Ancillary probate is a probate proceeding that occurs when someone dies with property in more than one state or dies while residing in one state with property in another.
The deceased’s executor will generally open a probate action in each state where the decedent owned property. The state where the decedent was a resident at the time of death would be the main probate action, while the additional states where the decedent owned property would be ancillary probate actions. For example, if the deceased lived in Colorado and had assets in both Colorado, California, and Nevada, his executor would file a probate action in Colorado, but the Colorado court can’t transfer the property in California and Nevada to the deceased’s heirs. Rather, a probate attorney would need to file ancillary probate actions in California and Nevada to begin the transfer of those out-of-state assets to the deceased’s heirs.
While the main probate action should be filed where the deceased lived at the time of death, sometimes determining where someone officially resided isn’t so straightforward. The factors that determine where someone resided include:
- Where the deceased lived;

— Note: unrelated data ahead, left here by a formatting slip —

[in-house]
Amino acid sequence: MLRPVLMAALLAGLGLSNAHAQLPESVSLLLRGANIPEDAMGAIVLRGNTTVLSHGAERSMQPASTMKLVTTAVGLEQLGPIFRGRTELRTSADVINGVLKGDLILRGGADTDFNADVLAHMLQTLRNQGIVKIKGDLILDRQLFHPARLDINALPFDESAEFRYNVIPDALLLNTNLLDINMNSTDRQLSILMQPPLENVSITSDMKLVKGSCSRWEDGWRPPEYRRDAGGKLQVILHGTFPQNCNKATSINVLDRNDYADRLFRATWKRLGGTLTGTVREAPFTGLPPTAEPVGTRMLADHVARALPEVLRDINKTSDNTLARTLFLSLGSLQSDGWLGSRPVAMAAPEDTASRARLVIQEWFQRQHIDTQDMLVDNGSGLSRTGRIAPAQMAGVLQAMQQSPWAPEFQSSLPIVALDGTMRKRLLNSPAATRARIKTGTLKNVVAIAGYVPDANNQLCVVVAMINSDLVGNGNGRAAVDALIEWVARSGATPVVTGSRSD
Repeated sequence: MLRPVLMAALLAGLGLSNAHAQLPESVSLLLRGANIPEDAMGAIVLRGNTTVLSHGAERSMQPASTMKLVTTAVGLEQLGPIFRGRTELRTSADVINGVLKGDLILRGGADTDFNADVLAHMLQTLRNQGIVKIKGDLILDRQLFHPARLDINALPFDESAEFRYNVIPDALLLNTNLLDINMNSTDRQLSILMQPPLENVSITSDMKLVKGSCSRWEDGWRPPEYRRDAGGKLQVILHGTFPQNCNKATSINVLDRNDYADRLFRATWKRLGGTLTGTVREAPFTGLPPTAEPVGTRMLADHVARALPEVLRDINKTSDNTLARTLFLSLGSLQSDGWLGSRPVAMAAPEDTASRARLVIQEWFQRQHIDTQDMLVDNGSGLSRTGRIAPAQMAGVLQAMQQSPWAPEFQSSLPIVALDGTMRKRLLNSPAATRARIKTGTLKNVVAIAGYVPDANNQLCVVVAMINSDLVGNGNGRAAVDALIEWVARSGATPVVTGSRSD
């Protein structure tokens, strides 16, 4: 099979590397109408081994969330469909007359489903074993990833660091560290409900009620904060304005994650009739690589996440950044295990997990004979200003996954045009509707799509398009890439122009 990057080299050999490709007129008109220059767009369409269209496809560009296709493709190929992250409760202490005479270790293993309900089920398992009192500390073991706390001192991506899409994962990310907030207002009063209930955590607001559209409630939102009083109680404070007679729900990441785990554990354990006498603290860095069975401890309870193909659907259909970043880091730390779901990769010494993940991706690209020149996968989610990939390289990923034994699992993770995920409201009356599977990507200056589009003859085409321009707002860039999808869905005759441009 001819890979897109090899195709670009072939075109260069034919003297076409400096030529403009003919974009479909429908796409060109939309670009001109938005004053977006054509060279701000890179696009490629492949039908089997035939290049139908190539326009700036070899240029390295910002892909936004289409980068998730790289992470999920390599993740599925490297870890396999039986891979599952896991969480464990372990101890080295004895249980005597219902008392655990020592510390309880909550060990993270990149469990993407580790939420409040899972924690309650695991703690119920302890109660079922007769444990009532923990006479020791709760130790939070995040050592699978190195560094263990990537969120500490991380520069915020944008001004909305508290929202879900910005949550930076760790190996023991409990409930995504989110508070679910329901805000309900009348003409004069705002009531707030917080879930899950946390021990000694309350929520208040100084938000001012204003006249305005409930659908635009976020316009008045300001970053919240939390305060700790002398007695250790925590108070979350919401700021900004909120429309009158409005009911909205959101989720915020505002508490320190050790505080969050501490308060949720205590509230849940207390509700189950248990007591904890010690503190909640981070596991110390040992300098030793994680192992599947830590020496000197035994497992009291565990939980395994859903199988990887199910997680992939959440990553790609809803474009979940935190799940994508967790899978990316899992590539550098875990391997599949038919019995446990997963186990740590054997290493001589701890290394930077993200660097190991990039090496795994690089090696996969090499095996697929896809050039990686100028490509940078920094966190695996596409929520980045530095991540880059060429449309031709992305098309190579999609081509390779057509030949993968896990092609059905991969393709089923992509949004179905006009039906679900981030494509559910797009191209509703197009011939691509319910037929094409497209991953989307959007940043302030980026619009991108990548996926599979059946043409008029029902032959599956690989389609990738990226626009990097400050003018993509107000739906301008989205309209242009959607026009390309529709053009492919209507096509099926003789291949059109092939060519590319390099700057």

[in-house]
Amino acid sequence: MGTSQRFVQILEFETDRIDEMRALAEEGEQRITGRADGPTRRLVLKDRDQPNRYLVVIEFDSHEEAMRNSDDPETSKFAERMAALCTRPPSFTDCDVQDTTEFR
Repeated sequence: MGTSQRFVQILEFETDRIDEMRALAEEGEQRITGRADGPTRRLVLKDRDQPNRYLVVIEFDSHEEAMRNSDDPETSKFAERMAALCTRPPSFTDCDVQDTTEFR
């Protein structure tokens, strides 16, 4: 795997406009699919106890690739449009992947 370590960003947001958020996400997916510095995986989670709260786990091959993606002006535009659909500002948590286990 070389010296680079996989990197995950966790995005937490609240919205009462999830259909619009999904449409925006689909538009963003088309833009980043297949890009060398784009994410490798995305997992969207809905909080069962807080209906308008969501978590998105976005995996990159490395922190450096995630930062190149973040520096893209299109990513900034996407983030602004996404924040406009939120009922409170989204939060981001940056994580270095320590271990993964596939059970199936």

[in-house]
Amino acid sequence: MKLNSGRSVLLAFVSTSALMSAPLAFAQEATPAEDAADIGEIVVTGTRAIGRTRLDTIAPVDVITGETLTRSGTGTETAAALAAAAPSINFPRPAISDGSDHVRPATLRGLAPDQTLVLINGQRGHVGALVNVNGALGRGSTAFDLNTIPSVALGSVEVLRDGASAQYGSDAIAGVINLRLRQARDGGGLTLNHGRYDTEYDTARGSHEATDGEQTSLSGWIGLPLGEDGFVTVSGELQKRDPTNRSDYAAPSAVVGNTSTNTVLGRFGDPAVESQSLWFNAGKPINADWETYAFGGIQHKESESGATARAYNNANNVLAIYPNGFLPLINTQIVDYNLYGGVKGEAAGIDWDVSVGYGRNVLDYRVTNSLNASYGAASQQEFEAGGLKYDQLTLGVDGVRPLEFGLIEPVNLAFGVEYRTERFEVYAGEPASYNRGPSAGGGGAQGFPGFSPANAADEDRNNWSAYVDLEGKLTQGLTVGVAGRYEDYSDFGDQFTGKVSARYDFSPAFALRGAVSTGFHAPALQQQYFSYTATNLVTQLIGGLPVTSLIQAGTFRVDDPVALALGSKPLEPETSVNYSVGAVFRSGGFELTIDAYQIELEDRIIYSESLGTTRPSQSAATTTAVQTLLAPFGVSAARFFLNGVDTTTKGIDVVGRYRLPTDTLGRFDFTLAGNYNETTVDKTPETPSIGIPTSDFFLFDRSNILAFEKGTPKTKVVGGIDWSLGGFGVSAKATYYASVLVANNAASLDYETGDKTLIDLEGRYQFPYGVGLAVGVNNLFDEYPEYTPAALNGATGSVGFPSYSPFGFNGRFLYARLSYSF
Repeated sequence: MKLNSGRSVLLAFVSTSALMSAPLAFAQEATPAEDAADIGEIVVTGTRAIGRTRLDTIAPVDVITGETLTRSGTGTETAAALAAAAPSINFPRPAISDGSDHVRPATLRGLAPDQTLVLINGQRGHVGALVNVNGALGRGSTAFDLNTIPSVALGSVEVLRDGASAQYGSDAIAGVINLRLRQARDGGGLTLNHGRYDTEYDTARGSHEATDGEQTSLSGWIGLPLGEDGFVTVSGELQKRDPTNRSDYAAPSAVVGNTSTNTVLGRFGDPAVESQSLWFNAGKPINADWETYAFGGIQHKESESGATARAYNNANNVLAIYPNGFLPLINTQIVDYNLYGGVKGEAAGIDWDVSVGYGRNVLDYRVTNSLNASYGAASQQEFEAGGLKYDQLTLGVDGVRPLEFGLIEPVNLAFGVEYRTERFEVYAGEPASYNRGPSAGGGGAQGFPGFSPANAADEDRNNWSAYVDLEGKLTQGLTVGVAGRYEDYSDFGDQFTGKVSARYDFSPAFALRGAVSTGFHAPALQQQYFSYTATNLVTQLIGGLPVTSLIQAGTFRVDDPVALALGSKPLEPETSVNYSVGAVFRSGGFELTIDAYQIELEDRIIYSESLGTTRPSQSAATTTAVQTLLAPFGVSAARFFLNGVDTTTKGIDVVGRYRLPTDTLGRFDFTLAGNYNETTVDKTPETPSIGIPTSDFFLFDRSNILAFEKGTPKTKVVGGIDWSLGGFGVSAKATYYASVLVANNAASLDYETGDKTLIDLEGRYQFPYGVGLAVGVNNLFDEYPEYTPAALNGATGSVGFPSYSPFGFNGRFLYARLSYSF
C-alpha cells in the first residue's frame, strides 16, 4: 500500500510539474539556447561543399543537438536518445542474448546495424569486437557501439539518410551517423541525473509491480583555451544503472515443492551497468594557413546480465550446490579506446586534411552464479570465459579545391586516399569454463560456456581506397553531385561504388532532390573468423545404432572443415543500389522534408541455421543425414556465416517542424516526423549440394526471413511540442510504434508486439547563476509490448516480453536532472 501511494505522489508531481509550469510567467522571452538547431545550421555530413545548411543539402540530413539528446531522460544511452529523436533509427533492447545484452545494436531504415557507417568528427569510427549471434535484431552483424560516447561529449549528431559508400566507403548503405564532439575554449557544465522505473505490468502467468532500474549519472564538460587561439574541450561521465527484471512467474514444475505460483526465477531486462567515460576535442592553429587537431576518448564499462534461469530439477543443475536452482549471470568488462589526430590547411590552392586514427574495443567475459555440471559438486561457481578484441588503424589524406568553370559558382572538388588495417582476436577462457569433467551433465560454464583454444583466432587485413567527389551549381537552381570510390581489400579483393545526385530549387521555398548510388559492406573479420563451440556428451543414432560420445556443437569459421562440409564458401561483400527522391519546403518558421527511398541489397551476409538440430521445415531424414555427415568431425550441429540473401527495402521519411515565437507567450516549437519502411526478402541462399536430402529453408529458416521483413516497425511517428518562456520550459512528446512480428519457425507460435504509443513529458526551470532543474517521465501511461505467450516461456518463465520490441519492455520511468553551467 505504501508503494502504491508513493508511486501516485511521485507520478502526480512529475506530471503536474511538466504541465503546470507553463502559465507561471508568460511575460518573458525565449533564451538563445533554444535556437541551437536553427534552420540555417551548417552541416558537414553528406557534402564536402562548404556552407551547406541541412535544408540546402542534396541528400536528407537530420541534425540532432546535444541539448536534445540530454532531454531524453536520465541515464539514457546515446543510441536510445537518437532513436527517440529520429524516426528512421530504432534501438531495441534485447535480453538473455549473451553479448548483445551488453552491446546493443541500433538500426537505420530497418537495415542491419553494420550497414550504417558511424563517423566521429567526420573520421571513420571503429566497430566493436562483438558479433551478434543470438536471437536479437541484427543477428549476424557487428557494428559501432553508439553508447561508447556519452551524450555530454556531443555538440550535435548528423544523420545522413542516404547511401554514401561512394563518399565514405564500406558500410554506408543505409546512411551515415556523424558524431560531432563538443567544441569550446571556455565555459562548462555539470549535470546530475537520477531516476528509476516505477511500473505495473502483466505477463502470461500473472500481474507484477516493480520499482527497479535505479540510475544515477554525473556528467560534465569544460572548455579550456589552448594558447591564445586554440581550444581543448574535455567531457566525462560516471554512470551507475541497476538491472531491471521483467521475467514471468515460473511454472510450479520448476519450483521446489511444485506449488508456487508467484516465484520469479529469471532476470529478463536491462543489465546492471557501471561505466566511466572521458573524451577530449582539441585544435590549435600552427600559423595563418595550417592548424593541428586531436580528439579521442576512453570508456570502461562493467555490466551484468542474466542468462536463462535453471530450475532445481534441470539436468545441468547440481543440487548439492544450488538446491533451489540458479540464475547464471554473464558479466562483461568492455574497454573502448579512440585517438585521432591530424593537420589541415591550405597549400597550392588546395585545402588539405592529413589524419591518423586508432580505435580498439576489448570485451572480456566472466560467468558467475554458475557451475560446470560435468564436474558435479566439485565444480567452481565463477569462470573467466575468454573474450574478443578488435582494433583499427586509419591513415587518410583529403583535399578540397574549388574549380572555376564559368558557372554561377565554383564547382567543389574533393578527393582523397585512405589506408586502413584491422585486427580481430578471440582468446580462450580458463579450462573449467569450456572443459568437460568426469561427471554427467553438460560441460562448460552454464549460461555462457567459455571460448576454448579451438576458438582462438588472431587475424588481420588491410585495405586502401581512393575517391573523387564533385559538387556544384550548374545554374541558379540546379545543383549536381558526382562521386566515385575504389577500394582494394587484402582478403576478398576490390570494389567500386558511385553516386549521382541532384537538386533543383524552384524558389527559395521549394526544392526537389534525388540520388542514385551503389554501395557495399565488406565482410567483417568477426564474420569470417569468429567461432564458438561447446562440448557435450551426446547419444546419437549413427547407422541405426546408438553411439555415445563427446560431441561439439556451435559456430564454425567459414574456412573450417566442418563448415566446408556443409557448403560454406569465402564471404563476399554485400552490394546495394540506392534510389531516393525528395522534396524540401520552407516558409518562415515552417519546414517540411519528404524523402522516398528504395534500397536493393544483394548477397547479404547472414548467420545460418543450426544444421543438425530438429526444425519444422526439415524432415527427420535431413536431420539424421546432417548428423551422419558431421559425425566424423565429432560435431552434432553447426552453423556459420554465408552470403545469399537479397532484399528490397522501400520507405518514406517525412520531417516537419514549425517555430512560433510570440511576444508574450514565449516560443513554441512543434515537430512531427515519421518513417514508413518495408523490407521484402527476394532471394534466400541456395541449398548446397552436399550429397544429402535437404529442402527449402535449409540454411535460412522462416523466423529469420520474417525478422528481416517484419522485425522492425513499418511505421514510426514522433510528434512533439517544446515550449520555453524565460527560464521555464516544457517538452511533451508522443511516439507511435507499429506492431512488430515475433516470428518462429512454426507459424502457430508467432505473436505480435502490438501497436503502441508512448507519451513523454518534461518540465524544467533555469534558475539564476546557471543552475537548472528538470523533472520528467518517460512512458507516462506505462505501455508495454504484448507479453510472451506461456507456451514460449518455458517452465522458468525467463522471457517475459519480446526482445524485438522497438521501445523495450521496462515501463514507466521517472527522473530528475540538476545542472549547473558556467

- Where the deceased was registered to vote;
- Where the deceased’s driver’s license was issued; and
- Where they received their mail.
Once a personal representative is appointed by the court for the primary probate proceedings, the representative can begin ancillary proceedings in each state where the deceased owns property. The representative will present a certified copy of the will to the out-of-state courts for the ancillary probate proceedings.
Ancillary probate actions can add additional time and expense to the distribution of your estate. But with planning, I can help you avoid multiple actions and ensure that your estate is distributed as quickly as possible to your family and heirs. If you are facing a possible ancillary probate situation after the death of a loved one, I can help as well. Call me at 714-639-1990 or send me an email to schedule a consultation.